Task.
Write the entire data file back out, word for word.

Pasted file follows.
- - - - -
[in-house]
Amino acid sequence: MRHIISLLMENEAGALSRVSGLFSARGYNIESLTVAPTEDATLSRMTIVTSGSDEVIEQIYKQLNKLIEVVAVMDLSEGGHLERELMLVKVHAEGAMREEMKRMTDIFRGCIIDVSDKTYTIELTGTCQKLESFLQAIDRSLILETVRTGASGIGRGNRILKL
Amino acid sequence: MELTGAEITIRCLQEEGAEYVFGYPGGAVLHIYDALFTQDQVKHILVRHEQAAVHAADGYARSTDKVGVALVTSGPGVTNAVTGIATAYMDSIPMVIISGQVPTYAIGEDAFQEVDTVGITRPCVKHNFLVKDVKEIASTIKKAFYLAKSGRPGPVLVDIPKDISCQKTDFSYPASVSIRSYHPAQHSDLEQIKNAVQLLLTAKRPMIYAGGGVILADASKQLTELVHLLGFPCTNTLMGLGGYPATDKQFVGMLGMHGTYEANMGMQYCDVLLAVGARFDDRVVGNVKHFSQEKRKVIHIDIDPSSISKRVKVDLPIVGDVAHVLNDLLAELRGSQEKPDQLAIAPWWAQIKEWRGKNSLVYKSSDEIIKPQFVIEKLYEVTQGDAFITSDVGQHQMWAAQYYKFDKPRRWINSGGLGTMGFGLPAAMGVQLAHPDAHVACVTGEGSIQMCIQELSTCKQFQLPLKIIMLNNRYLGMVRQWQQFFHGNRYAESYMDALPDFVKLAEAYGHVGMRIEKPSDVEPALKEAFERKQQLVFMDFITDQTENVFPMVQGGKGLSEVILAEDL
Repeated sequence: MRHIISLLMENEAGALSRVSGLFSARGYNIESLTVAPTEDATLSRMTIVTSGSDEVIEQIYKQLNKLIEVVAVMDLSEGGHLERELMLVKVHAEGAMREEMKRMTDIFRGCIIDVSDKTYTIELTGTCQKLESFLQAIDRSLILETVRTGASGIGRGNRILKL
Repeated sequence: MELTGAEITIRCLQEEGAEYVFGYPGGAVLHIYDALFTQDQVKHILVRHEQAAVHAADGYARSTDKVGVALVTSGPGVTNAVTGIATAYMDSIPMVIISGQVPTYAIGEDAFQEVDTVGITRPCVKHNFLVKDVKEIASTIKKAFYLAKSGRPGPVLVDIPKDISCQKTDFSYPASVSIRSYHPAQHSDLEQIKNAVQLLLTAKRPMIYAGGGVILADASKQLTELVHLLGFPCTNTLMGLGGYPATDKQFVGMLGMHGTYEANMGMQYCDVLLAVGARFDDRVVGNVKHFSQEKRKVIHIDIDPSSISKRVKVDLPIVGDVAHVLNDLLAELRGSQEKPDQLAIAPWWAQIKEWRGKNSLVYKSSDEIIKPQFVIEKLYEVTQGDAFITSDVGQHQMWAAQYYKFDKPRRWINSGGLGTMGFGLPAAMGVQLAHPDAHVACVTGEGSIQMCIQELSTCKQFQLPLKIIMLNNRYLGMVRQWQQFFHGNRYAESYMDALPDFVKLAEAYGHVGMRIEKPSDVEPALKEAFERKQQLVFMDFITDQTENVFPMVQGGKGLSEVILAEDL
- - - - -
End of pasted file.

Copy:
[in-house]
Amino acid sequence: MRHIISLLMENEAGALSRVSGLFSARGYNIESLTVAPTEDATLSRMTIVTSGSDEVIEQIYKQLNKLIEVVAVMDLSEGGHLERELMLVKVHAEGAMREEMKRMTDIFRGCIIDVSDKTYTIELTGTCQKLESFLQAIDRSLILETVRTGASGIGRGNRILKL
Amino acid sequence: MELTGAEITIRCLQEEGAEYVFGYPGGAVLHIYDALFTQDQVKHILVRHEQAAVHAADGYARSTDKVGVALVTSGPGVTNAVTGIATAYMDSIPMVIISGQVPTYAIGEDAFQEVDTVGITRPCVKHNFLVKDVKEIASTIKKAFYLAKSGRPGPVLVDIPKDISCQKTDFSYPASVSIRSYHPAQHSDLEQIKNAVQLLLTAKRPMIYAGGGVILADASKQLTELVHLLGFPCTNTLMGLGGYPATDKQFVGMLGMHGTYEANMGMQYCDVLLAVGARFDDRVVGNVKHFSQEKRKVIHIDIDPSSISKRVKVDLPIVGDVAHVLNDLLAELRGSQEKPDQLAIAPWWAQIKEWRGKNSLVYKSSDEIIKPQFVIEKLYEVTQGDAFITSDVGQHQMWAAQYYKFDKPRRWINSGGLGTMGFGLPAAMGVQLAHPDAHVACVTGEGSIQMCIQELSTCKQFQLPLKIIMLNNRYLGMVRQWQQFFHGNRYAESYMDALPDFVKLAEAYGHVGMRIEKPSDVEPALKEAFERKQQLVFMDFITDQTENVFPMVQGGKGLSEVILAEDL
Repeated sequence: MRHIISLLMENEAGALSRVSGLFSARGYNIESLTVAPTEDATLSRMTIVTSGSDEVIEQIYKQLNKLIEVVAVMDLSEGGHLERELMLVKVHAEGAMREEMKRMTDIFRGCIIDVSDKTYTIELTGTCQKLESFLQAIDRSLILETVRTGASGIGRGNRILKL
Repeated sequence: MELTGAEITIRCLQEEGAEYVFGYPGGAVLHIYDALFTQDQVKHILVRHEQAAVHAADGYARSTDKVGVALVTSGPGVTNAVTGIATAYMDSIPMVIISGQVPTYAIGEDAFQEVDTVGITRPCVKHNFLVKDVKEIASTIKKAFYLAKSGRPGPVLVDIPKDISCQKTDFSYPASVSIRSYHPAQHSDLEQIKNAVQLLLTAKRPMIYAGGGVILADASKQLTELVHLLGFPCTNTLMGLGGYPATDKQFVGMLGMHGTYEANMGMQYCDVLLAVGARFDDRVVGNVKHFSQEKRKVIHIDIDPSSISKRVKVDLPIVGDVAHVLNDLLAELRGSQEKPDQLAIAPWWAQIKEWRGKNSLVYKSSDEIIKPQFVIEKLYEVTQGDAFITSDVGQHQMWAAQYYKFDKPRRWINSGGLGTMGFGLPAAMGVQLAHPDAHVACVTGEGSIQMCIQELSTCKQFQLPLKIIMLNNRYLGMVRQWQQFFHGNRYAESYMDALPDFVKLAEAYGHVGMRIEKPSDVEPALKEAFERKQQLVFMDFITDQTENVFPMVQGGKGLSEVILAEDL